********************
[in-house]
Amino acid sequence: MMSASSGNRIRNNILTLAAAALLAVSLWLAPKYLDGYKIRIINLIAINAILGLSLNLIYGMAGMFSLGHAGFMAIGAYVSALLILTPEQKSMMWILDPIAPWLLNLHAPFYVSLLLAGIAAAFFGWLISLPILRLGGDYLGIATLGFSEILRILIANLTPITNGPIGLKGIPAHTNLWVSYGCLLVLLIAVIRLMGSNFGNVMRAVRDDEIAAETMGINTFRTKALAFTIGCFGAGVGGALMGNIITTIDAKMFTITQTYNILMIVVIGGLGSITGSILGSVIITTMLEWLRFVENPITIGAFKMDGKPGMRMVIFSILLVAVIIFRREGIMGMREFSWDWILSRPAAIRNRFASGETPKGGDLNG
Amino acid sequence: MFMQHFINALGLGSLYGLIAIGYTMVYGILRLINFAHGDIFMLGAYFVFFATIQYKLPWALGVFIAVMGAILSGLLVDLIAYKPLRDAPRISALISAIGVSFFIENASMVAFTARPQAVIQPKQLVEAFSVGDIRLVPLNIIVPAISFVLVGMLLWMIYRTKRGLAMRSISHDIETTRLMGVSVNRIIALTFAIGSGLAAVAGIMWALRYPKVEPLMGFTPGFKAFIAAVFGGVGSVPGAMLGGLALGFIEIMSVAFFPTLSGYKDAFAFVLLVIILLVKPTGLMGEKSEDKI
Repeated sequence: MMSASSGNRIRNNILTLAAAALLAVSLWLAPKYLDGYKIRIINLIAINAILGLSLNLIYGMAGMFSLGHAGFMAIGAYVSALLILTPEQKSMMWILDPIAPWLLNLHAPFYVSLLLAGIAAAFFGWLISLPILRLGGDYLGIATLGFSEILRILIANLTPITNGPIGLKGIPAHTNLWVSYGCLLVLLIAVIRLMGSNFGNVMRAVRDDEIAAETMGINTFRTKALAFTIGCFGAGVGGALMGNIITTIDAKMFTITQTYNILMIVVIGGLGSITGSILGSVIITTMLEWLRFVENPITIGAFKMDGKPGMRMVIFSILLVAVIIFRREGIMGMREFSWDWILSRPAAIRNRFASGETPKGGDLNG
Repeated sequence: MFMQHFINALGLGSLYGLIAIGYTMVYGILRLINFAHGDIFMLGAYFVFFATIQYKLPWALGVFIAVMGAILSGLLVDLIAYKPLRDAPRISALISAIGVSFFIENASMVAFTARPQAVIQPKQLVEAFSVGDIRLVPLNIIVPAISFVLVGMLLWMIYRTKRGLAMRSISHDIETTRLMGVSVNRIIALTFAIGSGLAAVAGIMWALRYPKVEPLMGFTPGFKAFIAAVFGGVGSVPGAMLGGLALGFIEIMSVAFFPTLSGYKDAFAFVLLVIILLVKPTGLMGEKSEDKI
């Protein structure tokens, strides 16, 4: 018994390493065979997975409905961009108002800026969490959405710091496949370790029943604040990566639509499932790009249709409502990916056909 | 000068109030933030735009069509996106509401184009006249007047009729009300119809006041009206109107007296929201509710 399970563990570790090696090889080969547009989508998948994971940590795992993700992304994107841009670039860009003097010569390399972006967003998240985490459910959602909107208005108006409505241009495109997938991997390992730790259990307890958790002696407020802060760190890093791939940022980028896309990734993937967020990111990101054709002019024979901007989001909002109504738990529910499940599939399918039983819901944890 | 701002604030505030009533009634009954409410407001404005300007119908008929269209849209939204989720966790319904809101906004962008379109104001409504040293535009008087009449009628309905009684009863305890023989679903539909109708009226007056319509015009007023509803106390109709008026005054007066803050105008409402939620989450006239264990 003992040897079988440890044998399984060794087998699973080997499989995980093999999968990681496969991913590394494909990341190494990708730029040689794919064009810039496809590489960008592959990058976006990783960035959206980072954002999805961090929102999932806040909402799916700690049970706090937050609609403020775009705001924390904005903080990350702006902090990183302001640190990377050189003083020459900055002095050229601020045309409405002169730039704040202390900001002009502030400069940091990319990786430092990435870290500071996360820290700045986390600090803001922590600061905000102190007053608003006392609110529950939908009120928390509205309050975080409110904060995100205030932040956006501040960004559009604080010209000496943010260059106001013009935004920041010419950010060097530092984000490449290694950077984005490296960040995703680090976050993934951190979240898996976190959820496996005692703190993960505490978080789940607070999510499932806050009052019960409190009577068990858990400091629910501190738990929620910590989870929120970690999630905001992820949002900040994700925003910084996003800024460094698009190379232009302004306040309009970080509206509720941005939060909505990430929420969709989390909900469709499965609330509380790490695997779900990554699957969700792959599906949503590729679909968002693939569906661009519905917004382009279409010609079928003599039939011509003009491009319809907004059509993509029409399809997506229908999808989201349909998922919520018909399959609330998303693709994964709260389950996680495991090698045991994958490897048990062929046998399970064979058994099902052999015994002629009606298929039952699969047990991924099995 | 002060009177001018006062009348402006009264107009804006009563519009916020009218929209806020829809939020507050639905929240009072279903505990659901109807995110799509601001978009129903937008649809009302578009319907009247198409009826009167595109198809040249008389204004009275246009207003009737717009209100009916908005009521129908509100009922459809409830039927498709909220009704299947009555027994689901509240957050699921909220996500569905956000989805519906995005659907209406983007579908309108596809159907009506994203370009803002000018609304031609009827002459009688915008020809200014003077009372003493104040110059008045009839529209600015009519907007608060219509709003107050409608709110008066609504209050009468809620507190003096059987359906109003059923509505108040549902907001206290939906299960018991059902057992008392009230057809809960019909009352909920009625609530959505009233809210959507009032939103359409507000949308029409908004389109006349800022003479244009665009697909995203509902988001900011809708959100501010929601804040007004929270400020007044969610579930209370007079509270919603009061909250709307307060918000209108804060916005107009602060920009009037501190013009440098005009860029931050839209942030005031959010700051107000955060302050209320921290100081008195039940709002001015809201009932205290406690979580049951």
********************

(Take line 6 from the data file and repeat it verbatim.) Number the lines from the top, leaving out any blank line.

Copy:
């Protein structure tokens, strides 16, 4: 018994390493065979997975409905961009108002800026969490959405710091496949370790029943604040990566639509499932790009249709409502990916056909 | 000068109030933030735009069509996106509401184009006249007047009729009300119809006041009206109107007296929201509710 399970563990570790090696090889080969547009989508998948994971940590795992993700992304994107841009670039860009003097010569390399972006967003998240985490459910959602909107208005108006409505241009495109997938991997390992730790259990307890958790002696407020802060760190890093791939940022980028896309990734993937967020990111990101054709002019024979901007989001909002109504738990529910499940599939399918039983819901944890 | 701002604030505030009533009634009954409410407001404005300007119908008929269209849209939204989720966790319904809101906004962008379109104001409504040293535009008087009449009628309905009684009863305890023989679903539909109708009226007056319509015009007023509803106390109709008026005054007066803050105008409402939620989450006239264990 003992040897079988440890044998399984060794087998699973080997499989995980093999999968990681496969991913590394494909990341190494990708730029040689794919064009810039496809590489960008592959990058976006990783960035959206980072954002999805961090929102999932806040909402799916700690049970706090937050609609403020775009705001924390904005903080990350702006902090990183302001640190990377050189003083020459900055002095050229601020045309409405002169730039704040202390900001002009502030400069940091990319990786430092990435870290500071996360820290700045986390600090803001922590600061905000102190007053608003006392609110529950939908009120928390509205309050975080409110904060995100205030932040956006501040960004559009604080010209000496943010260059106001013009935004920041010419950010060097530092984000490449290694950077984005490296960040995703680090976050993934951190979240898996976190959820496996005692703190993960505490978080789940607070999510499932806050009052019960409190009577068990858990400091629910501190738990929620910590989870929120970690999630905001992820949002900040994700925003910084996003800024460094698009190379232009302004306040309009970080509206509720941005939060909505990430929420969709989390909900469709499965609330509380790490695997779900990554699957969700792959599906949503590729679909968002693939569906661009519905917004382009279409010609079928003599039939011509003009491009319809907004059509993509029409399809997506229908999808989201349909998922919520018909399959609330998303693709994964709260389950996680495991090698045991994958490897048990062929046998399970064979058994099902052999015994002629009606298929039952699969047990991924099995 | 002060009177001018006062009348402006009264107009804006009563519009916020009218929209806020829809939020507050639905929240009072279903505990659901109807995110799509601001978009129903937008649809009302578009319907009247198409009826009167595109198809040249008389204004009275246009207003009737717009209100009916908005009521129908509100009922459809409830039927498709909220009704299947009555027994689901509240957050699921909220996500569905956000989805519906995005659907209406983007579908309108596809159907009506994203370009803002000018609304031609009827002459009688915008020809200014003077009372003493104040110059008045009839529209600015009519907007608060219509709003107050409608709110008066609504209050009468809620507190003096059987359906109003059923509505108040549902907001206290939906299960018991059902057992008392009230057809809960019909009352909920009625609530959505009233809210959507009032939103359409507000949308029409908004389109006349800022003479244009665009697909995203509902988001900011809708959100501010929601804040007004929270400020007044969610579930209370007079509270919603009061909250709307307060918000209108804060916005107009602060920009009037501190013009440098005009860029931050839209942030005031959010700051107000955060302050209320921290100081008195039940709002001015809201009932205290406690979580049951």